The diet change from omnivore to vegan or vegetarian scares a lot of Americans despite the benefits it has on the Earth. But what if, instead of drastically changing eating habits we as a nation swapped out our beef for beans?
Brazil is the largest exporter of red meats, including beef. There are over 212 million cattle in Brazil. A farm of 38,000 cows can eat 900 tons of food a day, which includes beans. Consequently, all of the livestock in the world takes up a third of Earth’s land, and every year forests are being bulldozed to make room for the ever-growing market of animal products. Cows alone make up 37% of human-induced methane released in the US. Methane is a greenhouse gas that is partially at fault for climate change.
Eco-anxiety, A new term for those who have anxiety in relations to the feeling of dread and helplessness that comes from watching what seems to be irreversible effects of climate change and worrying about oneself and generations to come, has become an informal diagnosis to those with anxiety. Our current president, Donald Trump, has let fossil fuel advocates run the Department of Environment and Energy Protection Agency. This isn’t helping anyone with this new founded form of anxiety.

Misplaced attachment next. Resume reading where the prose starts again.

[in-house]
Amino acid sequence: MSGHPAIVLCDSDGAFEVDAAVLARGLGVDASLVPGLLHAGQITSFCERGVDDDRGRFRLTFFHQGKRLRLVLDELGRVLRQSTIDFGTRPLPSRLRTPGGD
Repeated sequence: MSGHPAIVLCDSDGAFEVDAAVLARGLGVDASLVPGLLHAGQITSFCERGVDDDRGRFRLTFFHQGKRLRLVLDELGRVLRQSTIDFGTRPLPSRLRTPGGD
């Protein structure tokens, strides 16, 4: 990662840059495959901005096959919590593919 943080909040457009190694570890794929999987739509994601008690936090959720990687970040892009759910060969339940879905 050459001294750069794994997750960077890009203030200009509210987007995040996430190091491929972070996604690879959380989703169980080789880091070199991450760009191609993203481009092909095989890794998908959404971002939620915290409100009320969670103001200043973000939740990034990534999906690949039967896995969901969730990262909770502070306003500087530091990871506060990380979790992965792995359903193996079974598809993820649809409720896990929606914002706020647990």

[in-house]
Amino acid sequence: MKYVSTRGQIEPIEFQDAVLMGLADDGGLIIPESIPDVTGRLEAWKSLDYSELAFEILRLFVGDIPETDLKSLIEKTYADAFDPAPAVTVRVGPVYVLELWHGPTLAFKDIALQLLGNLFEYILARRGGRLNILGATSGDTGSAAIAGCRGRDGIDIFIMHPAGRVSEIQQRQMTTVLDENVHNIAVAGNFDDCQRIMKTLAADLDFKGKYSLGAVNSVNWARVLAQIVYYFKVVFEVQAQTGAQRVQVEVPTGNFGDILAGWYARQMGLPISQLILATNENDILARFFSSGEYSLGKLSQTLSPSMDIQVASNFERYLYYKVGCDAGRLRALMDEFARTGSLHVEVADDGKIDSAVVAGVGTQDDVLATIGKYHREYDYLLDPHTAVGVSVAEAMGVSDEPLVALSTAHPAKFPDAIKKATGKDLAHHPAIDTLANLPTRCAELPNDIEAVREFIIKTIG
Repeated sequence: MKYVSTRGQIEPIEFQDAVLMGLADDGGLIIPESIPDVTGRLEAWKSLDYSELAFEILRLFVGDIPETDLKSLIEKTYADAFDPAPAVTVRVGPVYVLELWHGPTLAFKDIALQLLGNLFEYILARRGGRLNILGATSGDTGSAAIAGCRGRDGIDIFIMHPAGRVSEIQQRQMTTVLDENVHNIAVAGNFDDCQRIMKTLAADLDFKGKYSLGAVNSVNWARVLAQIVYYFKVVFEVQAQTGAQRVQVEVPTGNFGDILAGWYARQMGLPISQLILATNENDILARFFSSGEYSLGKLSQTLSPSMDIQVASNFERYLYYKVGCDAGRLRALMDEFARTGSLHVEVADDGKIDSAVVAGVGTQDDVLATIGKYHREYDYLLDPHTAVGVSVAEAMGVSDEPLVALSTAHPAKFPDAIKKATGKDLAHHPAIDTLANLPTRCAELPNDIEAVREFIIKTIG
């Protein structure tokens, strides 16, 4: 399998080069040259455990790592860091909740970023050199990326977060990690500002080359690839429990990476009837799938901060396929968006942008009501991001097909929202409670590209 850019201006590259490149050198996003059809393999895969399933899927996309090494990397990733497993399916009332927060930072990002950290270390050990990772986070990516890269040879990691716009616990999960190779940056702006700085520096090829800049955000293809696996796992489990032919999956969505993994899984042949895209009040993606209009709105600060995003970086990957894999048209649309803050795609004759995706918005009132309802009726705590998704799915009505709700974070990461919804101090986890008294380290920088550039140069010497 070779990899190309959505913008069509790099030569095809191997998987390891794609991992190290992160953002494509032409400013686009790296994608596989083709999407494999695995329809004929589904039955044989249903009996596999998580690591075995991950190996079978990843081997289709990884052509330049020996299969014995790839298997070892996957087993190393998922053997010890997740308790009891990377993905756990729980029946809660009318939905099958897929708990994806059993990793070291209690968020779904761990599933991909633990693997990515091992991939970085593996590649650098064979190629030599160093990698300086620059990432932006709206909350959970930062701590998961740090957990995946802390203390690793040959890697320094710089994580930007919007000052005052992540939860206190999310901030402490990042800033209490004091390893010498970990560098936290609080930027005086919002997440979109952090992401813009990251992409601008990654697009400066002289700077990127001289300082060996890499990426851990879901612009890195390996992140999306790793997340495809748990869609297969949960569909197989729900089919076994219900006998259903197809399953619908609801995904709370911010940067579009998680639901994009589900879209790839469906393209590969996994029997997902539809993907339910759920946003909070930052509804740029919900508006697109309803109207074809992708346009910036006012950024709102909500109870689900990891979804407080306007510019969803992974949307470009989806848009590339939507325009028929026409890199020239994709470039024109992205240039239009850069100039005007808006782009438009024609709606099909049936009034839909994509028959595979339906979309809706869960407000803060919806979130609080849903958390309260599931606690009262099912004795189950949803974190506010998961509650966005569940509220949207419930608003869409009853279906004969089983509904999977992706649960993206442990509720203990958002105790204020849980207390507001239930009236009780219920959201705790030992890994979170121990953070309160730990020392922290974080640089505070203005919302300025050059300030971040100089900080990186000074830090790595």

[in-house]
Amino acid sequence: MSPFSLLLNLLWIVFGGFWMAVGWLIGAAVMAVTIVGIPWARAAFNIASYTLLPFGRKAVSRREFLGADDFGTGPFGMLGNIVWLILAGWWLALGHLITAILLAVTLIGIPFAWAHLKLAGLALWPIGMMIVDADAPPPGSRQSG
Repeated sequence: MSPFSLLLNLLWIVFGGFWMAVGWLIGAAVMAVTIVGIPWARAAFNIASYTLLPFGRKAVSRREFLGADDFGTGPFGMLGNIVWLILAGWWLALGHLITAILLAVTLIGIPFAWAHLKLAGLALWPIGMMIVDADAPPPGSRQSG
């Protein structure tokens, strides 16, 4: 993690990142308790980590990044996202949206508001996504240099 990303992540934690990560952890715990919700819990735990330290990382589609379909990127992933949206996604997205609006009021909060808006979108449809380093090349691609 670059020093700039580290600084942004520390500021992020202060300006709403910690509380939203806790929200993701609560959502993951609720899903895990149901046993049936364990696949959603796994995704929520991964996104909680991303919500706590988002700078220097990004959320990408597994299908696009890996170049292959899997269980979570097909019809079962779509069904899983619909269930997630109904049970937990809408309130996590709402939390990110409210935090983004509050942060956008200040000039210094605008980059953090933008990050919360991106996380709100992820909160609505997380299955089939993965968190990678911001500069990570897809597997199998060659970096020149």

In 2009, President Obama pledged to reduce America’s carbon footprint by just under 17 percent by 2020, but as it stands right now we are nowhere near that goal. This loops us back to swapping out beef for beans. It is a really simple formula: we grow the beans, feed them to cows, then we eat the cows. So what if we cut out the middleman and grow beans and eat them too?
A study by Hellen Harwatt and a team of scientist from Bard college, Ohio State University, and Loma Linda University found that if every single American was dedicated to swapping to beans we would be able to meet the goal set by Obama. By every American doing only this, with no other changes to our lifestyles, we would reduce anywhere from 46 and 74 percent of our greenhouse gas emissions by 2020. Not only would this help us reach our goals but it would free up 42 percent of the land used in the US alone.
It might not be a scenario that will be playing out any time soon but it is a sustainable idea that could help Americans and the world. Would you be willing to swap out your beef for beans?
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